Deutsche Bank targets Asia's rich as Credit Suisse clients flee
Deutsche Bank AG aims to double private-banking revenue from Asia in five years by ramping up efforts to attract the region’s ultra-wealthy, joining other firms seeking to pounce on opportunities created by the near-collapse of Credit Suisse Group AG.
The bank is targeting entrepreneurs with investible assets of at least 50 million euros ($55 million), Young Jin Yee, the lender’s international private bank head for Asia-Pacific said in her first interview since joining from the Swiss rival in January.
“Our ambition is to double our revenue by 2027 with only a 30% increase in our relationship-manager headcount,” said Young, who spent about 20 years at Credit Suisse. Everyone “has to do more with their clients.”
Marking her first 100 days at the Frankfurt-based bank, Young hosted an internal townhall to launch the strategy Tuesday in Hong Kong, while hundreds of employees across the region dialed in from Greater China, Singapore, India and Dubai. The lender has been hiring senior wealth executives in Asia, given it’s one of the fastest-growing markets.
As of 2021, Deutsche Bank ranked 14th on the Asian Private Banker list for Asia excluding mainland China, based on $79 billion in assets, compared with the Swiss bank’s $239 billion, according to the publication, which put UBS Group AG on top of that list. Relationship managers at the time were 210, less than a third of the 680 at Credit Suisse.
Young reports to Claudio de Sanctis, head of the international private bank - which includes wealth management. He joined in 2018 after five years at Credit Suisse and a longer stint at UBS. The pairing of the duo highlights Deutsche Bank’s ambitions to catch up with its Swiss and US rivals, which have long dominated the wealth industry. Young, 48, was No. 2 at the Swiss bank’s Asia wealth operations.
“We want to make sure that in the next five years and beyond, we are recognized as the best private bank for APAC, the way we define it,” said Young, a Singaporean, who is based in the city-state. “Size doesn’t matter. We want to be the bank that clients want to bank with, especially for entrepreneurs and their families.”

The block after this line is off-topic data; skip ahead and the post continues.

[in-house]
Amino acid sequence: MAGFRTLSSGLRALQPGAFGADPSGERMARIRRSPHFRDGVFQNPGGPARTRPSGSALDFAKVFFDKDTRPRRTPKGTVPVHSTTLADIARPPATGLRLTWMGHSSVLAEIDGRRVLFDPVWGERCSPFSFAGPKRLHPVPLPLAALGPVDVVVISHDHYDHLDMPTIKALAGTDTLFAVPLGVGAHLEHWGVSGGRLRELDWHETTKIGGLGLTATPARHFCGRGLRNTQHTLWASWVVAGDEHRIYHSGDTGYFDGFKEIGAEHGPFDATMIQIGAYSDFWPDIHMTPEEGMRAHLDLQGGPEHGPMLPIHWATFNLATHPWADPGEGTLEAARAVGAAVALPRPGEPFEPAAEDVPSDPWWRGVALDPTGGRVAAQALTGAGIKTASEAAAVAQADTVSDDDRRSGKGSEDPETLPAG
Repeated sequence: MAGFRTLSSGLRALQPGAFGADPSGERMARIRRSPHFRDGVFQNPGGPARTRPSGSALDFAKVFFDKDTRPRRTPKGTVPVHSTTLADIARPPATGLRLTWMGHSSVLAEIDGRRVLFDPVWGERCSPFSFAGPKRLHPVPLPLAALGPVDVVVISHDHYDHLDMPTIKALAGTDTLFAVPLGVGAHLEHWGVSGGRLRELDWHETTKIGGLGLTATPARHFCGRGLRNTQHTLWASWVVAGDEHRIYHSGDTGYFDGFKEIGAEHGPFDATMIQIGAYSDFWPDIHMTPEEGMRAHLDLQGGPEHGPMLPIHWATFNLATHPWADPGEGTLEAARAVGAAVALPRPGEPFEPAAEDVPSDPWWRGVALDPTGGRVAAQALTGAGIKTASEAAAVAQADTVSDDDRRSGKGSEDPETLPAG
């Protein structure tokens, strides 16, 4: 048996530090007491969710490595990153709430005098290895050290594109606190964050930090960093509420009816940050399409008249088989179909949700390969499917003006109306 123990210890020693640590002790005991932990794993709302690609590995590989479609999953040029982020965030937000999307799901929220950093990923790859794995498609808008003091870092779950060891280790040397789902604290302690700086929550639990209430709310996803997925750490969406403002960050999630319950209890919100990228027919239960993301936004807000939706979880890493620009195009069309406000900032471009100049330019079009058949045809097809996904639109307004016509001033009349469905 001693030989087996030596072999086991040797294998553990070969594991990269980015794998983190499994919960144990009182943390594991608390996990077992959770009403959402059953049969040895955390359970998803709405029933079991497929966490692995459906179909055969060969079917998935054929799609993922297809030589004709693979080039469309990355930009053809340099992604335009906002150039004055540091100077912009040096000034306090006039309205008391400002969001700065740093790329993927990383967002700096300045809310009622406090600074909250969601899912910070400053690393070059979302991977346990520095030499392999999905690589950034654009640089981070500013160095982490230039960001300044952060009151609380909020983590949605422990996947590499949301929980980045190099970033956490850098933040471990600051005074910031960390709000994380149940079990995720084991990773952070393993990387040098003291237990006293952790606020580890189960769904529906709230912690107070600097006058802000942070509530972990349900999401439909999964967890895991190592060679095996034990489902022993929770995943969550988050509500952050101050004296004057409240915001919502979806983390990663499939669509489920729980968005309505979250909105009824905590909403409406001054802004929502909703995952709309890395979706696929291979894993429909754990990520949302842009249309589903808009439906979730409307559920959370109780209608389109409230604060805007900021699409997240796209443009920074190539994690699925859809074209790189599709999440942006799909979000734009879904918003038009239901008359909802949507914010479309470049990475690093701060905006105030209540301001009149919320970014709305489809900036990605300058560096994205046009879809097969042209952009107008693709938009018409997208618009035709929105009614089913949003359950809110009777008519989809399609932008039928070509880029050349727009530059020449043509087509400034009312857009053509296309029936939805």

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Young’s strategy echoes that of her previous employer. Under former Chief Executive Officer Tidjane Thiam, Credit Suisse was wooing rich entrepreneurs to manage their personal fortune and help their businesses with stock listings or acquisitions.
Additionally, Deutsche Bank has corporate banking operations that lend to businesses in Asia.
Deutsche Bank will have to compete with UBS, the world’s largest wealth manager that agreed to buy Credit Suisse in a government-backed rescue last month. Among foreign banks, UBS dominates most wealth markets in the region including Greater China and Southeast Asia. Other wealth managers with big Asian operations and headcount include Citigroup Inc. and HSBC Holdings Plc.
In Asia, HSBC, DBS Group Holdings Ltd. and China Merchants Bank Co. are among firms gaining wealth flows from a market share loss triggered by disruption from the UBS-Credit Suisse merger, Bloomberg Intelligence senior analyst Sharnie Wong said in a report.
There are plenty of former Credit Suisse assets up for grabs. The bank saw clients pull $4.4 billion from US and European funds since the lender agreed to be acquired by UBS, according to Morningstar Inc. The figures only include funds that report daily numbers and don’t represent the full universe of Credit Suisse asset management.
Even before the hastily arranged deal with UBS, Credit Suisse had seen a steady exodus of top private bankers and a drumbeat of asset outflows, which topped $110 billion in the fourth quarter.
Deutsche Bank won’t go on a massive hiring spree as part of this push, but will add selectively, Young said. Based on Asian Private Banker’s estimate of Deutsche Bank’s relationship manager headcount, a 30% increase over five years would translate into roughly 13 hires a year.
Deutsche Bank is also reviewing whether to increase the minimum threshold of assets clients need to keep with the bank in Asia, Young said. The bank’s push for the ultra-rich means it’s focusing more on clients with minimum 50 million euros of investible assets with the bank, or those with a net worth of at least 150 million euros.
“Most of our clients are asset rich, they are in wealth creation mode. They need financing, that’s where we come in very strongly,” she said.
Hiring has begun across the three core markets in Asia, which comprise North Asia, global and onshore India, as well as Southeast Asia, said Young. North Asia is the biggest of the three, accounting for roughly 40% of the bank’s assets under management in Asia-Pacific.
Johanes Oeni, a former managing director at Credit Suisse, started this month to ramp up Southeast Asia, the smallest among the three regions in terms of assets and revenue. Oeni was the Swiss bank’s most senior private banker for Indonesia.
Young said she’s hiring for the Southeast Asia team but declined to spell out the number of headcount planned for the year.
“Growing for the sake of growing to be on the league table, then things can fall through the cracks,” she said. “That happens when you try to grow at all costs.”